Paul, too, has undergone change. He has become more sullen and feels trapped by his own mythology. He has known for a long time that no matter which way he turned, fanatics would take up his name as a banner in jihads, that they will worship him whether he is alive or dead, so he tried to pick the best of all the crap paths through his presience powers to lead them. Unfortunately, however, he’s become a bit of a despot, and he hates what he’s become.
So he has to figure out how he’s going to manage to ensure his child lives to carry on the emire without being under the thumb of either of the Bene schools, that he can escape the weight of being a living god, and somehow return the Fremen to their ways while still having his contributions of planetary changes remain.
I think one of the biggest reasons why those who loved Dune and hate Dune Messiah do so because this book shows Muad’Dib in a very human and flawed light. Pride, arrogance, and even cruelty at times are all part of who Paul is and he shows it. He goes on walks around the city after dark, despite council against it from Stilgar, his closest friend and advisor. He take in Hayt, the ghola (a reanimated corpse, or a clone of a dead person, not sure which) of Duncan Idaho, despite his warning to get rid of him, as well as his own feelings that Hayt’s meant to be a weapon and every advisor telling him it’s unnatural. In this second book, Paul is a bit less likeable than in the first.
Oh my god… where do I begin. Let’s start with the good things about it. The plot is an interesting concept. The Nephilim were the biblically mention sOh my god… where do I begin. Let’s start with the good things about it. The plot is an interesting concept. The Nephilim were the biblically mention sons and daughters of the forbidden union between the angels who were suppose to keep an eye on people and those whom they were suppose to watch. The creation of this new race gave them a variety of supernatural powers and it is they who are the vampires, werewolves, gods, etc of our mythologies. Opposing them is a federation of good who seek out and destroy the evil Nephilim. Another thing I liked about the book was the action (not the action, btw) of demon hunting and solving the mystery of who killed Ruthie, everyone’s favorite mentor.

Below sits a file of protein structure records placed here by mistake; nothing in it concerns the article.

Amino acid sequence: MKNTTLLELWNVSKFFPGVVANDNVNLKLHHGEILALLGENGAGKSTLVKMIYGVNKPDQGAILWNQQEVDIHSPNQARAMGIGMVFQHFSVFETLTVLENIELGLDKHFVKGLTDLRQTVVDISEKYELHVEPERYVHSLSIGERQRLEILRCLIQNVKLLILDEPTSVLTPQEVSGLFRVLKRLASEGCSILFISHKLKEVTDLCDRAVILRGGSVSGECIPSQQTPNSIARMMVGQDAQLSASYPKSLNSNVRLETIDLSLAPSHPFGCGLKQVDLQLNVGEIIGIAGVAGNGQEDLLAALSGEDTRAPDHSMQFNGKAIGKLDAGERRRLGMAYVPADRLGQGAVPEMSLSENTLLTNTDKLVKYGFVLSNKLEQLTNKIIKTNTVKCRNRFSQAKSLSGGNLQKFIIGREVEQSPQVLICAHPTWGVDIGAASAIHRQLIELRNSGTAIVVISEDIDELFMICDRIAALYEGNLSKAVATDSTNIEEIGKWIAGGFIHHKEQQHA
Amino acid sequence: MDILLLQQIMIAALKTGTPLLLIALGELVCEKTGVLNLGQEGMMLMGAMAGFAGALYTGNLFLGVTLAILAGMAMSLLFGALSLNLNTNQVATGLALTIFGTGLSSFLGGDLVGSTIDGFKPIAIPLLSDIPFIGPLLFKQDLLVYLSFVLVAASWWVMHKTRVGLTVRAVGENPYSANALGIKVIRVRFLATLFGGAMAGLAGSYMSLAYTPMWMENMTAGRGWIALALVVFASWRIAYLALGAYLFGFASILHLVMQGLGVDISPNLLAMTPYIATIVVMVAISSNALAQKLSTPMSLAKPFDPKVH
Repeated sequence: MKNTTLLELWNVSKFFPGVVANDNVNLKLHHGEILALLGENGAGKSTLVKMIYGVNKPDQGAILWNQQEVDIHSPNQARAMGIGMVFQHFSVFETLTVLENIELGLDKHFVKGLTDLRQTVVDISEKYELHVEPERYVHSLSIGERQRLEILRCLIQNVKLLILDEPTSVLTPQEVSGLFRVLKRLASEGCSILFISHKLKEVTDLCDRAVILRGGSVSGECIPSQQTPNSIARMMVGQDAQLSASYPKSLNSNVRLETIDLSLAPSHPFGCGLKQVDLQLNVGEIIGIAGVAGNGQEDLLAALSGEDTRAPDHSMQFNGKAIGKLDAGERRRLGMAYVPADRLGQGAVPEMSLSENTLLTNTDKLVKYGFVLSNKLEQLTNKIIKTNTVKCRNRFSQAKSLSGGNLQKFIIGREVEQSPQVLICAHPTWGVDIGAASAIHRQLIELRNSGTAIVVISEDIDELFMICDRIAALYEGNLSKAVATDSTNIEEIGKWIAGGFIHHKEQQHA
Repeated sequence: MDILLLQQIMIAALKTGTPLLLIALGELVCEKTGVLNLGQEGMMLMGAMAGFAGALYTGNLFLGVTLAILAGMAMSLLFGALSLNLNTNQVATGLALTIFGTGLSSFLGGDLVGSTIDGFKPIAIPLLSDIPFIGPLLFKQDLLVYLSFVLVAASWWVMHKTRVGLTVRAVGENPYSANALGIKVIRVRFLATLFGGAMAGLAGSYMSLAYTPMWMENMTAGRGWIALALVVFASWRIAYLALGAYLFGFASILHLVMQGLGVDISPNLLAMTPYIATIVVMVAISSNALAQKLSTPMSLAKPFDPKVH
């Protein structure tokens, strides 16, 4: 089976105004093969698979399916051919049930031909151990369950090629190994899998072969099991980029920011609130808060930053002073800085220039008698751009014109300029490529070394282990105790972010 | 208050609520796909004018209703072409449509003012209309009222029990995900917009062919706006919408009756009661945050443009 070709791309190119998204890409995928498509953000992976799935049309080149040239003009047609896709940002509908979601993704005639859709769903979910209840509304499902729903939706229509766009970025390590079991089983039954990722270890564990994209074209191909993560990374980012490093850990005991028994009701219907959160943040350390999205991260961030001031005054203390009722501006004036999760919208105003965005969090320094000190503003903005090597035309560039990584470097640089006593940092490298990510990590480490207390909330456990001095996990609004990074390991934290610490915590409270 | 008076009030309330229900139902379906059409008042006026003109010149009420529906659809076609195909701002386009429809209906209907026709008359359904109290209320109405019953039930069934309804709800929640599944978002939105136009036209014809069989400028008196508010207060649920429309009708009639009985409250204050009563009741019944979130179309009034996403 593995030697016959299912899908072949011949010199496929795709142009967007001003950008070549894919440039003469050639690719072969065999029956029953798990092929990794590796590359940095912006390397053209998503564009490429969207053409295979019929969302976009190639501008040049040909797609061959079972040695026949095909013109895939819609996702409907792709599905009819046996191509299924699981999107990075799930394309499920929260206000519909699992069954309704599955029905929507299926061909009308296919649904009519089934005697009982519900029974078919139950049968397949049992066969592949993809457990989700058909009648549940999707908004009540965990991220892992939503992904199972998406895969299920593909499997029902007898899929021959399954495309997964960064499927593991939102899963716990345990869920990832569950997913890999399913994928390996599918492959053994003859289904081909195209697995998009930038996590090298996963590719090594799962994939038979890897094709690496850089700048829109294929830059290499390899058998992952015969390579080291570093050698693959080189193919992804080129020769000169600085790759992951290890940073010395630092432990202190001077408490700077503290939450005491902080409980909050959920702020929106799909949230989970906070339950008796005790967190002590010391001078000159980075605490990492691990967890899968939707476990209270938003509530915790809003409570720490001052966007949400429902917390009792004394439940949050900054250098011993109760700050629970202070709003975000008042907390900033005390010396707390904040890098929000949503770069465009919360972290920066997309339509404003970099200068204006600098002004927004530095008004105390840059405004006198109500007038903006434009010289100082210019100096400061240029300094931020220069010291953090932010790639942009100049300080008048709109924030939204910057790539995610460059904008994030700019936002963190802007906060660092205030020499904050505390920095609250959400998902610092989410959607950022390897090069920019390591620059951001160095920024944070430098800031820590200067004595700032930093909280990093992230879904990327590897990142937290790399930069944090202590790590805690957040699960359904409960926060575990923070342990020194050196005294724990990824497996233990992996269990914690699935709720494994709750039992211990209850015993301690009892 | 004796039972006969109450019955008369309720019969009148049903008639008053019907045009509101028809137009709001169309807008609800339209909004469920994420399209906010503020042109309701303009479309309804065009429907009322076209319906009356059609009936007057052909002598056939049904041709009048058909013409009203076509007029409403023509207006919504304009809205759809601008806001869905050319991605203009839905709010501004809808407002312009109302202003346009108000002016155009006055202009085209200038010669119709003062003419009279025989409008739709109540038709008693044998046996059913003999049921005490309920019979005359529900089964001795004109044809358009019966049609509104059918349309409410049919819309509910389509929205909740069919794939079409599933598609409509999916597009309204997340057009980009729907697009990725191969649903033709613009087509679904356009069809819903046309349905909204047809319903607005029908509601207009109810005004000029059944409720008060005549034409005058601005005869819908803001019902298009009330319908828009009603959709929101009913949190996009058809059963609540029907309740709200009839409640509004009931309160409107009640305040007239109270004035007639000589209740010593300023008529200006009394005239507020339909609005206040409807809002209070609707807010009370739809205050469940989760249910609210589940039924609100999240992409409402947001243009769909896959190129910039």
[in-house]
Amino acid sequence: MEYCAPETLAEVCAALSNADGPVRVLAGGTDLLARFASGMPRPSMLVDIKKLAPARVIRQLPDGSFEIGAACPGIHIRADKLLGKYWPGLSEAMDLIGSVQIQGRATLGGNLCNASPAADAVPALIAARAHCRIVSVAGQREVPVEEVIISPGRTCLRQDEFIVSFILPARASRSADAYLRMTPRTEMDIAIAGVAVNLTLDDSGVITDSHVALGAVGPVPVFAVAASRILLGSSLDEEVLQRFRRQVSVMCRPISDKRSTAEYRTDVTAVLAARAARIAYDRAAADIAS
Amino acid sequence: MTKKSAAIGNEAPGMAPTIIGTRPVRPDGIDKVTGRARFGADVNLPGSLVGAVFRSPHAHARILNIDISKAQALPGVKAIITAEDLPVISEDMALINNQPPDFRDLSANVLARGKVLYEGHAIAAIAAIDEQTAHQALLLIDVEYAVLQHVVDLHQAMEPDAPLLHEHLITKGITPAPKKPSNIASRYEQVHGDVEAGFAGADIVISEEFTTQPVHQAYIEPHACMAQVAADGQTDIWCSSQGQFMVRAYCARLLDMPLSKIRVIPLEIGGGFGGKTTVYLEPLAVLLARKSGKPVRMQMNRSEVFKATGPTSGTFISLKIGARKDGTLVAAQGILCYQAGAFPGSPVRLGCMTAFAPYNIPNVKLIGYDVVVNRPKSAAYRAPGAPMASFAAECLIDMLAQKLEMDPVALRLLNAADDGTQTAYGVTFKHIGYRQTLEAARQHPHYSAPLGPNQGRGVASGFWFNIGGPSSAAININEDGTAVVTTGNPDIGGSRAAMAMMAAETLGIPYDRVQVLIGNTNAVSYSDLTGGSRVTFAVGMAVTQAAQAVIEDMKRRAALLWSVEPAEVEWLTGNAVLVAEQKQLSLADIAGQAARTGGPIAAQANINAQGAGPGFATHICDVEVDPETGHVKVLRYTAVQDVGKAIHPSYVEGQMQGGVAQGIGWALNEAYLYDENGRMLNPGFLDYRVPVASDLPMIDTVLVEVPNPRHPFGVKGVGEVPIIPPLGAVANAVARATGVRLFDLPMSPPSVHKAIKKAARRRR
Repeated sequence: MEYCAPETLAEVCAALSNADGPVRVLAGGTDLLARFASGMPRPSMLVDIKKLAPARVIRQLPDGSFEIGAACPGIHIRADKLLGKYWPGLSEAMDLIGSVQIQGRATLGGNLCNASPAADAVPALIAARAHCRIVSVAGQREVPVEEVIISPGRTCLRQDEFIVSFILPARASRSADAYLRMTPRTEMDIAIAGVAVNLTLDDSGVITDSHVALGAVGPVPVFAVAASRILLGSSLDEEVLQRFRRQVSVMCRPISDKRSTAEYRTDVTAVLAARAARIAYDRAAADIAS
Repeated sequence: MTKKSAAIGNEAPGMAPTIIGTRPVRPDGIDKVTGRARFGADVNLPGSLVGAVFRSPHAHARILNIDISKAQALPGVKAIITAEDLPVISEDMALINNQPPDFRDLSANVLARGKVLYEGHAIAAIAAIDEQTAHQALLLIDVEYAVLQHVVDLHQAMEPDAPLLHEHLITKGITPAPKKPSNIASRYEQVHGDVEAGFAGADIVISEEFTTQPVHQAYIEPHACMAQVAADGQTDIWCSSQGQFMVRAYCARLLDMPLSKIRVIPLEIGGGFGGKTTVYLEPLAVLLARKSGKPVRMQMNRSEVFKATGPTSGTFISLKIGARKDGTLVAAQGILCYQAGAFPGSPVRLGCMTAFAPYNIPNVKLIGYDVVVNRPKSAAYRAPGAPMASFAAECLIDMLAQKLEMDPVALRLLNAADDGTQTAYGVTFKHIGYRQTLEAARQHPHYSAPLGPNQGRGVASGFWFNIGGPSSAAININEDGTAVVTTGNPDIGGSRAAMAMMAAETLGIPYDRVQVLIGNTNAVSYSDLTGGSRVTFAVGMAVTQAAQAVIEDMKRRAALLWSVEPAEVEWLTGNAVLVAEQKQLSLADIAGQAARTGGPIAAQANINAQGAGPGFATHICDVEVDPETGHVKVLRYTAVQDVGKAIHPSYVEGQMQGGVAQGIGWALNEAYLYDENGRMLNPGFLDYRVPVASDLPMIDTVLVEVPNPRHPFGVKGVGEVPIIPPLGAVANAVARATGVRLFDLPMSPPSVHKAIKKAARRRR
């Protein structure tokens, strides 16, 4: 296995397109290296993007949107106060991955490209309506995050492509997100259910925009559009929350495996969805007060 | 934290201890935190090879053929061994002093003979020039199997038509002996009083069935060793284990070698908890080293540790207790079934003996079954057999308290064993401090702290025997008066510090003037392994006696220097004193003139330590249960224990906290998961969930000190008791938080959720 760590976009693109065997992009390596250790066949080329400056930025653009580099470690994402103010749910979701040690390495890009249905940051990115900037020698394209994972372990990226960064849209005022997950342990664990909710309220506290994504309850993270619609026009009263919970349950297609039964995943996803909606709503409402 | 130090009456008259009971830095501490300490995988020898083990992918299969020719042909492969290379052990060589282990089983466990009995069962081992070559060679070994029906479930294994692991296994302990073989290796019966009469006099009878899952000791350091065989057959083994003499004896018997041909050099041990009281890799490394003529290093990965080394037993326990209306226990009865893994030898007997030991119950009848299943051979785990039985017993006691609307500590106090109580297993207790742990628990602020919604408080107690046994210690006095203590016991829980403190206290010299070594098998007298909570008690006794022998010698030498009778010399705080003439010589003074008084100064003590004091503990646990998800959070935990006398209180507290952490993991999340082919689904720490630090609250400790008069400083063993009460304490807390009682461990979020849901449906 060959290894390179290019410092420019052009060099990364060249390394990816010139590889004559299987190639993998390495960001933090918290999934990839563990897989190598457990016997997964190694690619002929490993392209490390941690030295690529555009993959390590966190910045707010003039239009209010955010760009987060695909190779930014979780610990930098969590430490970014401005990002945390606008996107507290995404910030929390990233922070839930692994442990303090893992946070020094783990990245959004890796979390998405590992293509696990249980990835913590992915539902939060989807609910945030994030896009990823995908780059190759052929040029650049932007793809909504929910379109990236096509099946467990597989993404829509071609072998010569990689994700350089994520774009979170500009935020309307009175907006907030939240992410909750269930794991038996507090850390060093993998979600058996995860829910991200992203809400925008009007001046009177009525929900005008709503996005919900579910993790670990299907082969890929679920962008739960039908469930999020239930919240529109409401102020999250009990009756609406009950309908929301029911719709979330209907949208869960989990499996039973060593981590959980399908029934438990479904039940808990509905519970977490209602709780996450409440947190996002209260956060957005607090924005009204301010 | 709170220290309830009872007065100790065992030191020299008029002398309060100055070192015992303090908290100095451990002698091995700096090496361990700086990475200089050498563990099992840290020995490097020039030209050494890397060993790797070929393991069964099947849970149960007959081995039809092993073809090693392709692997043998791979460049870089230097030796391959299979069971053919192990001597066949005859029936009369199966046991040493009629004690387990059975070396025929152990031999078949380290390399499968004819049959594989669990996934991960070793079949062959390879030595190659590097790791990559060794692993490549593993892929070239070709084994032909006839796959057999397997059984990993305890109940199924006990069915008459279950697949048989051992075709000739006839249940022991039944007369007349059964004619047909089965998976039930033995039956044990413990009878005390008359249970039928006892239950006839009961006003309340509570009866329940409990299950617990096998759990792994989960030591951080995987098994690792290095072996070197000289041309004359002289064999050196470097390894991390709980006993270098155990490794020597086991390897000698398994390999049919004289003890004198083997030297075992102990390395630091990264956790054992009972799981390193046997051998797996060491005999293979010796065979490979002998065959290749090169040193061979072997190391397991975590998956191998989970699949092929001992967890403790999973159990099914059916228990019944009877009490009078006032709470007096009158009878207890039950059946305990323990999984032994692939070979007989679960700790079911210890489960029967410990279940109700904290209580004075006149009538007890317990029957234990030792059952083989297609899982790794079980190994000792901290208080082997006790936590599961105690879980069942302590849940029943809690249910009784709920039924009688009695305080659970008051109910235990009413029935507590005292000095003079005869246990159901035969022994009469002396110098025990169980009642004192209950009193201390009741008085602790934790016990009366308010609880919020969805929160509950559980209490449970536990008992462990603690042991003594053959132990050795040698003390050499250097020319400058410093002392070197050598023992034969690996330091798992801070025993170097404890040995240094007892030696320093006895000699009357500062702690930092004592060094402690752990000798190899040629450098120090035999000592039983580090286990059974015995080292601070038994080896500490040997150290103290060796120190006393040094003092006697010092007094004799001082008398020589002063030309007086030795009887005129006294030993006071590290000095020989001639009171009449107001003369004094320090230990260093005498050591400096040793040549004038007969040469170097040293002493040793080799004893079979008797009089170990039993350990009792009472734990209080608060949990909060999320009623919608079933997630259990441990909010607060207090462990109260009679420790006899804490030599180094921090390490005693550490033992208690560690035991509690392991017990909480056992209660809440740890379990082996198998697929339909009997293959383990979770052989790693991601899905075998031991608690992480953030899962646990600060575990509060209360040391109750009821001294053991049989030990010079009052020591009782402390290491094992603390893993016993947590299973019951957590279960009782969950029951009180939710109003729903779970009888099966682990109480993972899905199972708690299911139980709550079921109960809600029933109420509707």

So where does it go wrong?
There is vulgar and graphic sex scenes that go on for pages. I’m not a prude, I can enjoy well-written love-making when it’s appropriate to the story, as in Bedlam, Bath and Beyond. Even more barbaric and twisted sex like in Bentley Little’s The Store is okay, because it was a necessary part of the story. But what soils the pages of this book is just gaggy. The first event occurred within the first 50 pages in which the female narrator describes how she wants to give the guy a blow job. Later she’s date-raped by the guy who’s suppose to be teaching her how to use her powers, then forcibly raped for a few chapters toward the end. The sex is bestial and perverse, and isn’t gentle “love” until it’s too late. No, you don’t have your heroine being raped all over the book, then try to slip in some sweet-lovin’ to make the reader forgive the rape.
And it’s not just the whole rape thing, but it’s the way in which it’s shown. I swear these are straight out of some guy’s rape-fantasy magazine, because as she’s being raped, she reaches orgasm over and over, as if she has to be taken to have pleasure. And if all that wasn’t enough, you get to the big boss bad guy’s lair and it’s Gor all the way. Women waiting around wearing nothing but a chain around their waist, desperately hoping to be used next. It just started turning my stomach after awhile.
Besides the rape and lack of any moral fiber of anyone, good or bad, except Ruthie who dies in the first chapter, there is the way the book is put together. At times, the writing is less-than-descriptive (which never happens during the porn), events and sections of the story seem thrown together and not woven in well, and it seems like Handeland wanted to make sure to use ever supernatural being anyone has ever heard of, whether it worked or not. Case in point: The half-Nephilim (called breeds) who is a werehyena who fights the cougar (in rural WISCONSIN in April) that’s possessed by a chindi (what the hell is that?), but is defeated when it touches the turquoise necklace our heroine just happens to be wearing that was given to her by her “teacher” who is a skinwalker and hates her dhampir ex-boyfirend who turns out to be a dream-walker. Oh, and the reason he’s an ex is because she had a psychic vision of him screwing a chick who turns out to be a fairy.
Stretch the limits of credulity much?
Oh yeah, and I got a very strong feeling the two lovers here will turn out to be brother and sister....more
Molly’s is an average child’s fantasy. “Oh, how I wish I could get back at Mom for making me eat lima beans. She knows I hate them, that’s why she givMolly’s is an average child’s fantasy. “Oh, how I wish I could get back at Mom for making me eat lima beans. She knows I hate them, that’s why she gives it to me!” The idea of being able to get revenge for being served vegetables they hate and being force-marched to bed at 9 o’clock makes Molly Moon a fun and silly read for the 8-12 crowd.